Dear Parishioners The Gospel this Sunday has Peter and the others fishing.  They fish all night and they don’t catch a thing.  Jesus tells them to set out into the deep and cast their nets again.  They are professional fishermen, they know that there are no fish out there, but nevertheless they trust and hope.  They cast their net again and they catch too many fish for one boat to handle.  The Gospel ends with Jesus saying that He will make of them fishers of men.  There are a few points I want you to take from this Gospel.  First,
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Fourth Sunday in Ordinary Time

Dear parishioners In the second reading of today’s Mass the hymn to Charity insists on telling us that “without love” our best actions are really of no great value. This passage of the second letter of Saint Paul to the Corinthians is a favorite of Christians of all time, all around the world. Unfortunately, it is not easy for any of us to practice it consistently. To say that the good folks of Nazareth acted “without love” in today’s Gospel would be a gross understatement. Sure, Our Lord said a few things that irked them. He stated facts, though.  He
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Fourth Sunday of Advent (Year C)

Dear parishioners, “And the Word was made flesh and dwelt among us” Christmas is upon us.  The celebration in which we remember the coming of the messiah into the world.  The messiah, or the anointed one was the long-awaited hope of Israel.  Yet, this Messiah, this infant that came into the world was greater than anyone could have imagined; he is Emmanuel, which means ‘God with us’.  God came into this world as a child, this fact, this revelation of God was un-imaginable for the Jews, and so it should be for our minds as well.  How can eternity be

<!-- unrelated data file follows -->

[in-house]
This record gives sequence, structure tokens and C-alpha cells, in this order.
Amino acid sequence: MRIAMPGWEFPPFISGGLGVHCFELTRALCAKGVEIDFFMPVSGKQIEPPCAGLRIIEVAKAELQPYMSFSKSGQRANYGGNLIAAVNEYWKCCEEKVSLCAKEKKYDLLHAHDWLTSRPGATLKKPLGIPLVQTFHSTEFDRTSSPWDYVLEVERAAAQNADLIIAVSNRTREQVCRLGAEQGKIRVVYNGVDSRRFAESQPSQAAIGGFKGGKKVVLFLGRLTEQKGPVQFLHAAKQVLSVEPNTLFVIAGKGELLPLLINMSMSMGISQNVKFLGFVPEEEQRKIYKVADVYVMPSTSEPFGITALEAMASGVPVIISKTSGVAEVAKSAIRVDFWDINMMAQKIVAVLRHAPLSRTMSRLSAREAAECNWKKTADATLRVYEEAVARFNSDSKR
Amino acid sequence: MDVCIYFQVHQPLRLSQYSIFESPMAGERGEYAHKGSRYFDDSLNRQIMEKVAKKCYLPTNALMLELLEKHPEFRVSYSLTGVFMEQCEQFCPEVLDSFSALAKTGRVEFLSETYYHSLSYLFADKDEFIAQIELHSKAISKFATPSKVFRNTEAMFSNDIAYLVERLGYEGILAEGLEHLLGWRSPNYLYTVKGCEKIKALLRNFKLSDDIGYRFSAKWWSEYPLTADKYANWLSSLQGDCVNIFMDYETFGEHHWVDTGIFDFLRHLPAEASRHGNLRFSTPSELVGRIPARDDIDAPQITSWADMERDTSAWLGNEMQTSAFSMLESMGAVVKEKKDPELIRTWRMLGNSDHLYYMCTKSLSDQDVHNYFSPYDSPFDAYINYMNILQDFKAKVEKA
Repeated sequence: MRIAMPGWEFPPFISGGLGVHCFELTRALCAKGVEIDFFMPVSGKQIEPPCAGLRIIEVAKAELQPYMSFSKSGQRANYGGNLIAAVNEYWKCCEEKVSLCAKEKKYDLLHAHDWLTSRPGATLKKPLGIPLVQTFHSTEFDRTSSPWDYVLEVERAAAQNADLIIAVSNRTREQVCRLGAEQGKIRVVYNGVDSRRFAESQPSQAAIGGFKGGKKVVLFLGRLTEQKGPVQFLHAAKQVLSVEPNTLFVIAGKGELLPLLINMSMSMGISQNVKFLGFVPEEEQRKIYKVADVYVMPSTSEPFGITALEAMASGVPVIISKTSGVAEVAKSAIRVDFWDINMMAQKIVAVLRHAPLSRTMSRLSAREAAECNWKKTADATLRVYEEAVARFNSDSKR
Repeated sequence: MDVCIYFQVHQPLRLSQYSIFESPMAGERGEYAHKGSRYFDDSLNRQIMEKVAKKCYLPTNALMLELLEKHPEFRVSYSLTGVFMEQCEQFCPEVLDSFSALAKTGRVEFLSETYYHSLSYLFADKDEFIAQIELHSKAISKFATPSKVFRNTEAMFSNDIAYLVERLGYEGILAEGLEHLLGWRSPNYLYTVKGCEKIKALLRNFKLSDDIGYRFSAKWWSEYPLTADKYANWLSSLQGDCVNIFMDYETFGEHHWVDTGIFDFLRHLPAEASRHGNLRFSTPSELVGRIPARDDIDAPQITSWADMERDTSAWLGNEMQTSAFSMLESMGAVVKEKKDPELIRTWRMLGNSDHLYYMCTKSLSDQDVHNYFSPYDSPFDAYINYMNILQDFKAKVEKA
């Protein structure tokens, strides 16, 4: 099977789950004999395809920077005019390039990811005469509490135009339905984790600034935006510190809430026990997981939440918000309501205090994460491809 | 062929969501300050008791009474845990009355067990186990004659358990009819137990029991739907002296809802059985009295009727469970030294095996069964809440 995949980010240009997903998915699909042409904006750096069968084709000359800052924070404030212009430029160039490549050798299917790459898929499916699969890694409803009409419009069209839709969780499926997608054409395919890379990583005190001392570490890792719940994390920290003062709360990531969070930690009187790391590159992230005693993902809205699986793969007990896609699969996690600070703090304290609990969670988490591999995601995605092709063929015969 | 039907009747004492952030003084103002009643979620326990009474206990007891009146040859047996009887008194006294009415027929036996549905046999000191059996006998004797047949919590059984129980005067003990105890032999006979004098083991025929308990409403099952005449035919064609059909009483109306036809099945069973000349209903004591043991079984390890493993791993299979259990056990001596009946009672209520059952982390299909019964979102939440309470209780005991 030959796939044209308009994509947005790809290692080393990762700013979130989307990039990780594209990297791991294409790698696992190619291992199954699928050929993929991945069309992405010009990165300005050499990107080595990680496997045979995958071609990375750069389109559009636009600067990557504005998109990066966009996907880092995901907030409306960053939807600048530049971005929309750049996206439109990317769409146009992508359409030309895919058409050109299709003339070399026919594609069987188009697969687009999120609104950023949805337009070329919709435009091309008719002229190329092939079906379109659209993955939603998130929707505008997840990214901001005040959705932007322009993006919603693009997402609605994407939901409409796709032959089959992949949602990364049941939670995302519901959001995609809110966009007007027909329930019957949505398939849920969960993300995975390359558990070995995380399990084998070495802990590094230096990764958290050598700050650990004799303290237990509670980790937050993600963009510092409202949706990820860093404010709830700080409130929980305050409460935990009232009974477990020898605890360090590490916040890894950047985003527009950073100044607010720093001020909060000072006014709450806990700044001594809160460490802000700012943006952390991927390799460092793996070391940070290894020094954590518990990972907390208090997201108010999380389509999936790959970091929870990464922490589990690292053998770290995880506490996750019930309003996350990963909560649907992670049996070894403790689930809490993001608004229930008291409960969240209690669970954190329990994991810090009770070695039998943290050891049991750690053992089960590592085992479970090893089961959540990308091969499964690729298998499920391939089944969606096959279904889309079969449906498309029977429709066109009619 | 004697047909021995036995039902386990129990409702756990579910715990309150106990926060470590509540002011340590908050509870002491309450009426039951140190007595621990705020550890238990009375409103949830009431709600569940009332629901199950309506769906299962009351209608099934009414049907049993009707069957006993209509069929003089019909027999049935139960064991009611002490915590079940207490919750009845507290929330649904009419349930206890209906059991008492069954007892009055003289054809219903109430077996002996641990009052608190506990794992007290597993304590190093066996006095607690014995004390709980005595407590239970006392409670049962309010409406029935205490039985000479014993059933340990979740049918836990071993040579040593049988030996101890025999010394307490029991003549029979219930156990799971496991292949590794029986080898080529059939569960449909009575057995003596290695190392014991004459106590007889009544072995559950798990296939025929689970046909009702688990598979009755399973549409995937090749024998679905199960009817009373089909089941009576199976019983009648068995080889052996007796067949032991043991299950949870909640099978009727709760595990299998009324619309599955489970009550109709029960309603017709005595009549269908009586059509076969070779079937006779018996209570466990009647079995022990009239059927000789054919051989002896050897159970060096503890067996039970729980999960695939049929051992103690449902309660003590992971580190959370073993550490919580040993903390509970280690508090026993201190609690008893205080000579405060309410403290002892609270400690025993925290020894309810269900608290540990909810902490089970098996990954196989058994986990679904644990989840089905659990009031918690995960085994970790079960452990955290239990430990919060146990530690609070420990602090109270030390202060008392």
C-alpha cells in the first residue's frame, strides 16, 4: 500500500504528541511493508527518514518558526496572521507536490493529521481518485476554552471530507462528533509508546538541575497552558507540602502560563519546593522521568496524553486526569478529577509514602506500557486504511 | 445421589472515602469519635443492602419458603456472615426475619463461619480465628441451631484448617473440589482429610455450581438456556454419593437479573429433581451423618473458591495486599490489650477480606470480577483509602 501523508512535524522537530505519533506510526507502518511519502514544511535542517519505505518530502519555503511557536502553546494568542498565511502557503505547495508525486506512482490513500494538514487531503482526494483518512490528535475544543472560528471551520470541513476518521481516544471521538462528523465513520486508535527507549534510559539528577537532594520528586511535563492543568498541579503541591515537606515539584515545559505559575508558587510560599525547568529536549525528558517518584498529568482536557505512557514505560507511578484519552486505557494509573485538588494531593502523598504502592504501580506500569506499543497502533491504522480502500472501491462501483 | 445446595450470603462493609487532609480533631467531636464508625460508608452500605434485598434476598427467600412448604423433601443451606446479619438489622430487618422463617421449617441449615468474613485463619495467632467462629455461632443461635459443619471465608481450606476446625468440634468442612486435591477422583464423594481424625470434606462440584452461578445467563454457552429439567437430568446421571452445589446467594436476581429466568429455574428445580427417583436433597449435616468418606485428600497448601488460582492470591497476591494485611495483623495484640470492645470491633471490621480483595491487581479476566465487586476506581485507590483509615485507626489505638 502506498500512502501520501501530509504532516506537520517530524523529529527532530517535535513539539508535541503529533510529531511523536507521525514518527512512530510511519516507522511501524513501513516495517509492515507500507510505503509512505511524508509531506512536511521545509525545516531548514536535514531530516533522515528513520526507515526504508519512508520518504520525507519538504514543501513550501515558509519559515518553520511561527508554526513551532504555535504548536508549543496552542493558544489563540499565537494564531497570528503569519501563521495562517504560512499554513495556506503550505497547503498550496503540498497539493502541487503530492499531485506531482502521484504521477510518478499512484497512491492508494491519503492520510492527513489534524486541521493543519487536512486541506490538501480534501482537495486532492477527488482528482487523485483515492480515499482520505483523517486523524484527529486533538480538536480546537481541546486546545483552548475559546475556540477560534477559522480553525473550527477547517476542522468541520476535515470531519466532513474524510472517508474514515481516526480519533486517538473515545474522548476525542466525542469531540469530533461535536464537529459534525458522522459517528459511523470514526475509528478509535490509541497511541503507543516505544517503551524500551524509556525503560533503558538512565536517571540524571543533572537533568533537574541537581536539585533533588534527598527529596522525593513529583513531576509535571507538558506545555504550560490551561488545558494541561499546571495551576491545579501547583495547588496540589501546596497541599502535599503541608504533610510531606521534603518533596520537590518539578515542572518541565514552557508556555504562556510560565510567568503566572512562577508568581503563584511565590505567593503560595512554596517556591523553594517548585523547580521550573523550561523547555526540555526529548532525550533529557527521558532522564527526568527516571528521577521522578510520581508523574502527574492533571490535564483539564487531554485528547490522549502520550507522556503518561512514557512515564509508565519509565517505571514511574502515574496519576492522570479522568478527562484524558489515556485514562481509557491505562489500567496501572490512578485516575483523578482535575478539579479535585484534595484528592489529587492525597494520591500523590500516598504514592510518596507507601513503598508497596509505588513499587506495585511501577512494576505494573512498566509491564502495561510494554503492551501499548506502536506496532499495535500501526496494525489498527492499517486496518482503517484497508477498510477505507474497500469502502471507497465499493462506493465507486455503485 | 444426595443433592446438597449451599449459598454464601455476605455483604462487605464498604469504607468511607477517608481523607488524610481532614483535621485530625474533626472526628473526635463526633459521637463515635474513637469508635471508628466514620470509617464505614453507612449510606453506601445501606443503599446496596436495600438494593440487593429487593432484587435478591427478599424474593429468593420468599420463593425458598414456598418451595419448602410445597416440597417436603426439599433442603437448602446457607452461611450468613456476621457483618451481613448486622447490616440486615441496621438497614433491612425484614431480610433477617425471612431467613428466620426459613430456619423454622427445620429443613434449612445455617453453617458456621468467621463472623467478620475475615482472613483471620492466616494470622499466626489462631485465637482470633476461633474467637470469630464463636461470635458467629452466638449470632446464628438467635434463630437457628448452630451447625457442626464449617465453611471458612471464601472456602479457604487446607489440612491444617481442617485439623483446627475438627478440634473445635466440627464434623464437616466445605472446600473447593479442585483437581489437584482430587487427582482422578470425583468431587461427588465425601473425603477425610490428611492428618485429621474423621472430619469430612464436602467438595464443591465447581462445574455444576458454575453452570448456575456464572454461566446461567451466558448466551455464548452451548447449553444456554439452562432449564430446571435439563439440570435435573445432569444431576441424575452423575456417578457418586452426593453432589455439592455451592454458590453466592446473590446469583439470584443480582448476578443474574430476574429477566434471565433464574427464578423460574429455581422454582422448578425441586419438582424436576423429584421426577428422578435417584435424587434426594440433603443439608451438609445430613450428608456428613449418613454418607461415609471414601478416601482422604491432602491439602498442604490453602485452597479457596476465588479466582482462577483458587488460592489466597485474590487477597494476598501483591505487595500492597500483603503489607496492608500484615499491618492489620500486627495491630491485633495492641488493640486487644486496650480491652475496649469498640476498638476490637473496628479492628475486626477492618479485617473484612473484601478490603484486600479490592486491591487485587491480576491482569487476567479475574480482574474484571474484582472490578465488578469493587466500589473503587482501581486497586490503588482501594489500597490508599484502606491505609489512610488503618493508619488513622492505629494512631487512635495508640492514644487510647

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Third Sunday of Advent (Year C)

Dear parishioners, After last week’s big celebration of the Parish Marian Consecration on the occasion of the Solemnity of the Immaculate Conception, the Church invites us anew to rejoice, as this Sunday is Gaudete Sunday. Gaudete is a Latin word which means “Rejoice!”  In today’s readings, we hear the prophet Zephaniah exhorting God’s people to “shout for joy, daughter of Zion, Israel, shout aloud! Rejoice, exult with all your heart, daughter of Jerusalem!” (cf. Zephaniah 3:14). In the Second Reading, saint Paul tells us that he wants us to be happy and not only for a moment but “always happy
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Second Sunday in Advent (Year C)

Dear Parishioners, I recently came across an excellent reflection on this Sunday’s gospel that I would like to share with you.  It speaks of the Advent Season, John the Baptist, and how we can prepare ourselves for Christ’s coming.  Let this be a reminder for us of what the true season of Christmas entails and how we can share this spirit to our loved ones… “Pre-evangelism” is a modern ministry term that refers to the biblical process of preparing people to receive the Good News of Jesus and the salvation available through him. In one sense it is very much